End-of-life topics involve the terminally ill, the elderly, and the disabled. Most people would rather not think about dying, however, aging and dying are not only normal but also universal. All of us will die one day, but many of us will care for parents, family, and friends going through the aging and dying process. 
Woman taking care of her dying husband

Hastening Death at the End-of-life

End-of-life topics can address the methods that hasten death, including, but not limited to euthanasia and assisted suicide. As with the unborn in the womb, our culture is placing less value on the elderly and vulnerable. Belgian pharmacies have been selling euthanasia kits since 2005, and Switzerland has created a new industry known as “suicide tourism.”

Senior woman with her caregiver at home

The Difference Between Assisted Suicide & Euthanasia

Assisted Suicide

Assisted suicide occurs when a person aids, encourages, or counsels for suicide. It requires at least one person who is directly and intentionally involved with ending the life of another person – usually with pills or powder. It is also called “aid in dying” or “physician assisted suicide.”

The practice of assisted suicide is legal in several countries and states. Assisted suicide rates continue to climb both nationally and also internationally. Learn about the bioethical concerns of assisted suicide here.


Euthanasia is defined as any act or omission that is done with the intent of inciting someone’s death. This usually consists of the removal of life-sustaining medicine, food, water, or an intentional lethal injection. It is also referred to as “mercy killing.” Unlike assisted suicide, legal euthanasia does NOT necessarily involve the permission or knowledge of the patient. The disabled and mentally incompetent are especially vulnerable to euthanasia.

Futile Care Theory

Futile Care Theory is the idea that, in cases where the doctor believes there is no hope for a patient to improve, no course of action is taken. As hospitals face rising medical costs, and as patients are living longer, there is an increased concern that healthcare rationing will follow Futile Care Theory’s suit – potentially leading to selective medical care for patients deemed unworthy.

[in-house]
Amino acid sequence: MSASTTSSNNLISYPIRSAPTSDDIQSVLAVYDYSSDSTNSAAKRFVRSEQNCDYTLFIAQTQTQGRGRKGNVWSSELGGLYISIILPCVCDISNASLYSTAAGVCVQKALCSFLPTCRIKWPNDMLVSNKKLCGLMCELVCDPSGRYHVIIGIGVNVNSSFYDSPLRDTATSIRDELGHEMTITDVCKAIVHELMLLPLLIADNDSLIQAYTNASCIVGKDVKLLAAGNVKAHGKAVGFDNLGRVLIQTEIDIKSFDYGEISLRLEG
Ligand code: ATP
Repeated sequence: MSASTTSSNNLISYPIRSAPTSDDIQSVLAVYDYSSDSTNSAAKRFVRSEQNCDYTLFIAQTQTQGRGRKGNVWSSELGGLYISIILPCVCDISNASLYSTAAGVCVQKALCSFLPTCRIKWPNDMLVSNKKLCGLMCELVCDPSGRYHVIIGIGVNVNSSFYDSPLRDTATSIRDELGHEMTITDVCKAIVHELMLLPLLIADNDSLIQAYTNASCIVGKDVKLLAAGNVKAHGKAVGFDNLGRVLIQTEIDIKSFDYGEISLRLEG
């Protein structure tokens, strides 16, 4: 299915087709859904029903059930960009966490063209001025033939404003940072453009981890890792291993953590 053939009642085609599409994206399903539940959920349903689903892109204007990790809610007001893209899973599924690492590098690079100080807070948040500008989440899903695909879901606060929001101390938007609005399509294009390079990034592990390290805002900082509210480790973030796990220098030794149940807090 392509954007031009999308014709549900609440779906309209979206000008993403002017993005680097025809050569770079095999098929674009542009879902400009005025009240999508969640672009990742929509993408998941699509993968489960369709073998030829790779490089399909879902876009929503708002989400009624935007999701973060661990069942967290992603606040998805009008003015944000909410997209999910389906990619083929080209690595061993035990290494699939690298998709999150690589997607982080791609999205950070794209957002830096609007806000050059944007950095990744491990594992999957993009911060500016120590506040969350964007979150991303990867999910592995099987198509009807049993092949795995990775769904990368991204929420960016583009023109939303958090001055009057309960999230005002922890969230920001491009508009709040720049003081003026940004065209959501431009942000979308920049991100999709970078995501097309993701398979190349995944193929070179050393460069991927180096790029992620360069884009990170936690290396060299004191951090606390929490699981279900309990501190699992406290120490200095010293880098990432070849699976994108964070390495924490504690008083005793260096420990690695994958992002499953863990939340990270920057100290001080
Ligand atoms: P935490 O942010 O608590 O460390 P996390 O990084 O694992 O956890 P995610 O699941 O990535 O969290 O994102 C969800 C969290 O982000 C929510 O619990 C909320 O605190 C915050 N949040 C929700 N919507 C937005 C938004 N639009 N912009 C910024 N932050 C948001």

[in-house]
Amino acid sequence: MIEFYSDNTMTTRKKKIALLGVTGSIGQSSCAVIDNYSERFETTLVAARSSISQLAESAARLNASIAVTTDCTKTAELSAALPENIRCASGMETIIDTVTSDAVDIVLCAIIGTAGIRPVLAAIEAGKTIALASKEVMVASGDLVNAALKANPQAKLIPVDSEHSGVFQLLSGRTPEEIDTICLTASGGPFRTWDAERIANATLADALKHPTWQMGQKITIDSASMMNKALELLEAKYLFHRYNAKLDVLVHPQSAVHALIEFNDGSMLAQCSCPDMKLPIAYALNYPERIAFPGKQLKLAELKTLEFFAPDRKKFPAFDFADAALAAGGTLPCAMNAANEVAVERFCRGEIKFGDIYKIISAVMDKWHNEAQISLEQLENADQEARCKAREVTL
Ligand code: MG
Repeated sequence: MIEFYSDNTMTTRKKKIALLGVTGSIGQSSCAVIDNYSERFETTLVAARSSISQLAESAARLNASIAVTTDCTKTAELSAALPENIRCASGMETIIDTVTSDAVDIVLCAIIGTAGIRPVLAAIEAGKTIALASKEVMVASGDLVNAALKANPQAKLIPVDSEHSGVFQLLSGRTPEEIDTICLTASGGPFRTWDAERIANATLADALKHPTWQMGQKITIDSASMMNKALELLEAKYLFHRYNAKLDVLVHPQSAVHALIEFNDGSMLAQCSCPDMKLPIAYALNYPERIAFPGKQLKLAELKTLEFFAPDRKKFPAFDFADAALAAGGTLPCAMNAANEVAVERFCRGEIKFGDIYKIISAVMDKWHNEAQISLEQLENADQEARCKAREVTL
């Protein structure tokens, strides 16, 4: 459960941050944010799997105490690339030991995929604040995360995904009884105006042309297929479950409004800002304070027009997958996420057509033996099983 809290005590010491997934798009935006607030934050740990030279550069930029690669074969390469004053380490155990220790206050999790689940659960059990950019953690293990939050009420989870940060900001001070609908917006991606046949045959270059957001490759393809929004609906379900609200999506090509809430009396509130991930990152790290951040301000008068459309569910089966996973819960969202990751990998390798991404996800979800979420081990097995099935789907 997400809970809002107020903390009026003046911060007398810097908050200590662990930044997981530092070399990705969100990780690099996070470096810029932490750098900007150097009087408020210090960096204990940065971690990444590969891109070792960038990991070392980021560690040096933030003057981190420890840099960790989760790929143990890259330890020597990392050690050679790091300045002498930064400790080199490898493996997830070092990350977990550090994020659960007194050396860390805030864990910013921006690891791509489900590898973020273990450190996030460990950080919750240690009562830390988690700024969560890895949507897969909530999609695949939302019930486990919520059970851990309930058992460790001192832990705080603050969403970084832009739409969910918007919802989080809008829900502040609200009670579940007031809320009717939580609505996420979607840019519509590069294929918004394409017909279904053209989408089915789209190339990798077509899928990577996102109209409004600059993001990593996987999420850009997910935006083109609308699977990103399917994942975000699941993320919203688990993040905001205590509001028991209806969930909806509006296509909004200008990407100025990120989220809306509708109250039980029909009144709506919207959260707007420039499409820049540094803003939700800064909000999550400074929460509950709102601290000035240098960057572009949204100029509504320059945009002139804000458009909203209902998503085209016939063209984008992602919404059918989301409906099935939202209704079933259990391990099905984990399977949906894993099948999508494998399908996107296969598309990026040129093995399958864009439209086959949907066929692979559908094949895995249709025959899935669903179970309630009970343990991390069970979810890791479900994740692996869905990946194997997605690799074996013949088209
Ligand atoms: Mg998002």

Comfort Care

Comfort Care is the process of treating patients with no hope of recovery by keeping them comfortable until their natural death. However, this could lead to patients being purposely over-medicated, which, in turn, hastens their death. This is also called “terminal sedation” or “slow euthanasia.” While similar, comfort care and palliative care are different. Learn more here.

Health Care Rationing

As people reach the end-of-life, health care costs often raise exponentially. Health care rationing is the restricting of health care services on the basis of the age or perceived need of the individual such as whether care is “futile” or not in order to conserve medical resources. This can be localized rationing, such as in a hospital, or rationing resources for large groups of people.

On the other hand, medical advancements allow people to live longer. In fact….

55,800,000 people

in the U.S. are age 65 years or older.

6,600,000 people

in the U.S. are age 85 or over

Caring Not Killing Conference

Part one of this two part mini-conference features Alex Schadenberg, Executive Director of the Euthanasia Prevention Coalition (EPC). He informs participants about the differences between euthanasia and assisted suicide, and how they pertain to everyone.

In the second part of the series, Alex emphasizes compassionate care from an actionable perspective. Individuals will also learn how current death legislation is changing the environment for our most vulnerable brothers and sisters: the elderly, handicapped, mentally ill, and terminally ill.